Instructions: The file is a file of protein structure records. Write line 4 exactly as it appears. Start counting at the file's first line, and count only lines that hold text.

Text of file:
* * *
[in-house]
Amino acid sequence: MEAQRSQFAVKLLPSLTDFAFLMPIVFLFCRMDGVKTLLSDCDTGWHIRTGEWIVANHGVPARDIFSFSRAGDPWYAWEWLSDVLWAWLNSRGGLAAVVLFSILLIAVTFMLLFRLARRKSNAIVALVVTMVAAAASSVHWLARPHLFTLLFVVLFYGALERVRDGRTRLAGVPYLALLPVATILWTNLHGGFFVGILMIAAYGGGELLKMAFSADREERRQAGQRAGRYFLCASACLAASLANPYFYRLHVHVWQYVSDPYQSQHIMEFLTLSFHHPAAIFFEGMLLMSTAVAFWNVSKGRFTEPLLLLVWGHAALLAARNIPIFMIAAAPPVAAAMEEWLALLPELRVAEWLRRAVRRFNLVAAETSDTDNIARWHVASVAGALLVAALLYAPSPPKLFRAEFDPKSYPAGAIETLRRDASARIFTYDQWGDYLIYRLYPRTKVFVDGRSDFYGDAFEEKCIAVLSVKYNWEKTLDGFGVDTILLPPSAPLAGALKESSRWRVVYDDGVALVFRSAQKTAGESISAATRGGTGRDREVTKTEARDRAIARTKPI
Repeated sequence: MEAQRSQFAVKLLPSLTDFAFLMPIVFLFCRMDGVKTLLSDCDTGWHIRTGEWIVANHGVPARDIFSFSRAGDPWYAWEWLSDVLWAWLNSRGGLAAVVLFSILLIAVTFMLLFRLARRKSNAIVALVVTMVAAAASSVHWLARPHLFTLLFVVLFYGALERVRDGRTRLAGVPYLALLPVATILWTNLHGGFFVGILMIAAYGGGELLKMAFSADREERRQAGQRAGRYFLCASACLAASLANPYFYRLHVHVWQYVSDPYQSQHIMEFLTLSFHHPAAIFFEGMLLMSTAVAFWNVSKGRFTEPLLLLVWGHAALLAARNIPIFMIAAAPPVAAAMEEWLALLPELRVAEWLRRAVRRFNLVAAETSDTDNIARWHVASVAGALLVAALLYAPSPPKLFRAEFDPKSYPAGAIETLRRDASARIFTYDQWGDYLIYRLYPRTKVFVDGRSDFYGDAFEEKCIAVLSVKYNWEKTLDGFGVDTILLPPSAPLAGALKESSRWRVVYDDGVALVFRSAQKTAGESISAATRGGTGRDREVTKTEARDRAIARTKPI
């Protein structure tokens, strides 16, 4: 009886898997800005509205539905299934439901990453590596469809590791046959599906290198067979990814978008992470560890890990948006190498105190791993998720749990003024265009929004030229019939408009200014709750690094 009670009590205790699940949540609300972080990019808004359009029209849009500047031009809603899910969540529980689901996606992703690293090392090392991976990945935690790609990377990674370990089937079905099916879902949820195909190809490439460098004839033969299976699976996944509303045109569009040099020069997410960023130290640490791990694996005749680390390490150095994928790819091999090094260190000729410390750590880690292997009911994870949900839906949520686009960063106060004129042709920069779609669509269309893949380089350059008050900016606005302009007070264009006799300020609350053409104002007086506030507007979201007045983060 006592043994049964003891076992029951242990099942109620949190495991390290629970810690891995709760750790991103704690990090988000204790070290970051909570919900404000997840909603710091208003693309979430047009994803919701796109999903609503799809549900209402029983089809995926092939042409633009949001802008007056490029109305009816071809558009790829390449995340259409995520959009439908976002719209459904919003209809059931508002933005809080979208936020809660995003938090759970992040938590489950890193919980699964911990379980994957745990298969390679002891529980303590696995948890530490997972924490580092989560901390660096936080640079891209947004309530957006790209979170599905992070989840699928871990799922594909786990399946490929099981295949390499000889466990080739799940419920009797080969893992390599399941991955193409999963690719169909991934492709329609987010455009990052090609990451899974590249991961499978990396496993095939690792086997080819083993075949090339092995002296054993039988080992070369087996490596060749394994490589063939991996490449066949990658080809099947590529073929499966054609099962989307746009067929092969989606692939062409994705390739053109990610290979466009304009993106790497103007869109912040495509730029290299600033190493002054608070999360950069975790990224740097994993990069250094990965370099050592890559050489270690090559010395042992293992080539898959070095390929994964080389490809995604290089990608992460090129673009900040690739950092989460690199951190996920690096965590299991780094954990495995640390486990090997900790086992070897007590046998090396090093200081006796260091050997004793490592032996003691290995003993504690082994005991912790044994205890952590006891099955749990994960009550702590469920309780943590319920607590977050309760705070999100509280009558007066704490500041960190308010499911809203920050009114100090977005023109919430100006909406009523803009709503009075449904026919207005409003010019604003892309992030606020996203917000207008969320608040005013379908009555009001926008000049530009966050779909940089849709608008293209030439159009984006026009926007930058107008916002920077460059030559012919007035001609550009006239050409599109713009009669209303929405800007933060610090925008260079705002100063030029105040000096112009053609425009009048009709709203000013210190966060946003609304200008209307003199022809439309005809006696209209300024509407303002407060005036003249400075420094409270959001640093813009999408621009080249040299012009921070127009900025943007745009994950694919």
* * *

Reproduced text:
């Protein structure tokens, strides 16, 4: 009886898997800005509205539905299934439901990453590596469809590791046959599906290198067979990814978008992470560890890990948006190498105190791993998720749990003024265009929004030229019939408009200014709750690094 009670009590205790699940949540609300972080990019808004359009029209849009500047031009809603899910969540529980689901996606992703690293090392090392991976990945935690790609990377990674370990089937079905099916879902949820195909190809490439460098004839033969299976699976996944509303045109569009040099020069997410960023130290640490791990694996005749680390390490150095994928790819091999090094260190000729410390750590880690292997009911994870949900839906949520686009960063106060004129042709920069779609669509269309893949380089350059008050900016606005302009007070264009006799300020609350053409104002007086506030507007979201007045983060 006592043994049964003891076992029951242990099942109620949190495991390290629970810690891995709760750790991103704690990090988000204790070290970051909570919900404000997840909603710091208003693309979430047009994803919701796109999903609503799809549900209402029983089809995926092939042409633009949001802008007056490029109305009816071809558009790829390449995340259409995520959009439908976002719209459904919003209809059931508002933005809080979208936020809660995003938090759970992040938590489950890193919980699964911990379980994957745990298969390679002891529980303590696995948890530490997972924490580092989560901390660096936080640079891209947004309530957006790209979170599905992070989840699928871990799922594909786990399946490929099981295949390499000889466990080739799940419920009797080969893992390599399941991955193409999963690719169909991934492709329609987010455009990052090609990451899974590249991961499978990396496993095939690792086997080819083993075949090339092995002296054993039988080992070369087996490596060749394994490589063939991996490449066949990658080809099947590529073929499966054609099962989307746009067929092969989606692939062409994705390739053109990610290979466009304009993106790497103007869109912040495509730029290299600033190493002054608070999360950069975790990224740097994993990069250094990965370099050592890559050489270690090559010395042992293992080539898959070095390929994964080389490809995604290089990608992460090129673009900040690739950092989460690199951190996920690096965590299991780094954990495995640390486990090997900790086992070897007590046998090396090093200081006796260091050997004793490592032996003691290995003993504690082994005991912790044994205890952590006891099955749990994960009550702590469920309780943590319920607590977050309760705070999100509280009558007066704490500041960190308010499911809203920050009114100090977005023109919430100006909406009523803009709503009075449904026919207005409003010019604003892309992030606020996203917000207008969320608040005013379908009555009001926008000049530009966050779909940089849709608008293209030439159009984006026009926007930058107008916002920077460059030559012919007035001609550009006239050409599109713009009669209303929405800007933060610090925008260079705002100063030029105040000096112009053609425009009048009709709203000013210190966060946003609304200008209307003199022809439309005809006696209209300024509407303002407060005036003249400075420094409270959001640093813009999408621009080249040299012009921070127009900025943007745009994950694919």